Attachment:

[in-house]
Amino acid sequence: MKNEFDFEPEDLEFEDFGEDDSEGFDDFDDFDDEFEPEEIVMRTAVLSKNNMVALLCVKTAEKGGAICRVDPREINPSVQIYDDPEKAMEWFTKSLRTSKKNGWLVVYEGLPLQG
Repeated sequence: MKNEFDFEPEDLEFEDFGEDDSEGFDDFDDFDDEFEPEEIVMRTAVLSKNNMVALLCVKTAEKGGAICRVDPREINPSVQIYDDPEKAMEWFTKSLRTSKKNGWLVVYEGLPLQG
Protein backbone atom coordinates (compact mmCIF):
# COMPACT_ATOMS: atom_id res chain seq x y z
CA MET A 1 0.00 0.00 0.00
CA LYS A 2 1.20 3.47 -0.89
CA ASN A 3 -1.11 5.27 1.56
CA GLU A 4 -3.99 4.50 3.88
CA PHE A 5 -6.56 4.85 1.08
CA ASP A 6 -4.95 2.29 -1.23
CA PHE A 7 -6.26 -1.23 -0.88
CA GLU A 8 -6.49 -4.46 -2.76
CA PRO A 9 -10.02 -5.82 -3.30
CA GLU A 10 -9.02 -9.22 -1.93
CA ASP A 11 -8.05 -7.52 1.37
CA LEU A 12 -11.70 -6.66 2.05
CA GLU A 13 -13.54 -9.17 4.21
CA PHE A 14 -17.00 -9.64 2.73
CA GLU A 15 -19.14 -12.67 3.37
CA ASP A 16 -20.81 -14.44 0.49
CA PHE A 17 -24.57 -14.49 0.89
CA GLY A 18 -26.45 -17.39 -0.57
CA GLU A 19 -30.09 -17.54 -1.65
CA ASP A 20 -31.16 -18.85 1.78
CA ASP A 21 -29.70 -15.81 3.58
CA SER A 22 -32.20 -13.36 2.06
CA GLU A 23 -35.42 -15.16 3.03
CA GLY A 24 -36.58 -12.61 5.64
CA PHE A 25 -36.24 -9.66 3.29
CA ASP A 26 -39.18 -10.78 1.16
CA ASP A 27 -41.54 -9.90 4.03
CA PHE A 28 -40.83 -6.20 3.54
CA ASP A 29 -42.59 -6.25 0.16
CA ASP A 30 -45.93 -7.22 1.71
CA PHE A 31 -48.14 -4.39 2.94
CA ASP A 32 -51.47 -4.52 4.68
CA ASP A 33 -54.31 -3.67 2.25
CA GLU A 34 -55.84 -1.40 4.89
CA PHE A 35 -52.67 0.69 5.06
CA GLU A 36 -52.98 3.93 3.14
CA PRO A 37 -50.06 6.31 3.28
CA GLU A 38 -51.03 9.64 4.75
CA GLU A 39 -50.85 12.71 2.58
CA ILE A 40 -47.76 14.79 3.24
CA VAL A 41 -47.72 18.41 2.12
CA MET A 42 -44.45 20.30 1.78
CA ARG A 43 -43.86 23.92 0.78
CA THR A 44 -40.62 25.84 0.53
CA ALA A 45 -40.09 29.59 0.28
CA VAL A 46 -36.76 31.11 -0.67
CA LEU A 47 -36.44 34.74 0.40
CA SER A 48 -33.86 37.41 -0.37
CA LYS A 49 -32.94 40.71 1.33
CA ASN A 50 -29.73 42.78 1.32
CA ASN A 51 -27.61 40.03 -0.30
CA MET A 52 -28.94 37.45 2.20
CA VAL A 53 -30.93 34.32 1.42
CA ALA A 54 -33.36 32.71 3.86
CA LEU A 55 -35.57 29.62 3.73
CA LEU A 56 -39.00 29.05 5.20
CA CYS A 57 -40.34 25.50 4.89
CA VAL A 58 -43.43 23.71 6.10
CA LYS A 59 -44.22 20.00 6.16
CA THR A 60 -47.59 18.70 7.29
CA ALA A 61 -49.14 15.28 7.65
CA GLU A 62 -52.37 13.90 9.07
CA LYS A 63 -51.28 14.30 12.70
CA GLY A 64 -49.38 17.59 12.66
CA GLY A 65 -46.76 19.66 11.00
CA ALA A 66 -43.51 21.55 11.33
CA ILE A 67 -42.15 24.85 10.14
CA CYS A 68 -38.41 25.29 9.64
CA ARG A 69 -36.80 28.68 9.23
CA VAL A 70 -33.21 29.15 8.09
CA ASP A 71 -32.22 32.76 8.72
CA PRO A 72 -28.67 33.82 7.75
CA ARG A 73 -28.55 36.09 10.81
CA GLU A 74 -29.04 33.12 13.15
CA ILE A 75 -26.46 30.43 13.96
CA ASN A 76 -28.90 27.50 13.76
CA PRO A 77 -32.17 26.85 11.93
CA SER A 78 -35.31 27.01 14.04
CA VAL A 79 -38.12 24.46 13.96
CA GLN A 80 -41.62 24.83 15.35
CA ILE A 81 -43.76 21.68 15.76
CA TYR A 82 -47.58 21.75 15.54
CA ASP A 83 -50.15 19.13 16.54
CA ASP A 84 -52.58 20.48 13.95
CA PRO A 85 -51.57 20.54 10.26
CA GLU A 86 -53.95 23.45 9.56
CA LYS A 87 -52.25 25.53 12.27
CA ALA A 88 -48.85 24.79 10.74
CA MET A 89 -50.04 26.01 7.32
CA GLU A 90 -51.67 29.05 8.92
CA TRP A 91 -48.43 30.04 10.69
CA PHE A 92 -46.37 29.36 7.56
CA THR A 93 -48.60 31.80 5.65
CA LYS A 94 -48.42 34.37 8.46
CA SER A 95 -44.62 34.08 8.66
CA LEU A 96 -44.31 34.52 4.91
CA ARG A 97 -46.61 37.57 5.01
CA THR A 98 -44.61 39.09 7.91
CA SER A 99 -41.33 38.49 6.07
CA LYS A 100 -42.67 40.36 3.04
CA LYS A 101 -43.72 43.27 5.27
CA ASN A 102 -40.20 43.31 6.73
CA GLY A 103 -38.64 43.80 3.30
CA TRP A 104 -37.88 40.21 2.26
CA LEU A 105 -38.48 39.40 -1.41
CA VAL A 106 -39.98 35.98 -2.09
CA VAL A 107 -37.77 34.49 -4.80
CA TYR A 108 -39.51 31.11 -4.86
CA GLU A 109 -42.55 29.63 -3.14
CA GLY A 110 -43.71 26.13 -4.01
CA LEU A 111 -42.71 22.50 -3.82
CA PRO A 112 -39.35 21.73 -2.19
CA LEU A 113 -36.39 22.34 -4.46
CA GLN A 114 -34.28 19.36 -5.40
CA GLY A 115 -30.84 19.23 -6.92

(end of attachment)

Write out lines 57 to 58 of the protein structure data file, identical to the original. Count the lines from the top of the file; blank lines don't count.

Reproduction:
CA MET A 52 -28.94 37.45 2.20
CA VAL A 53 -30.93 34.32 1.42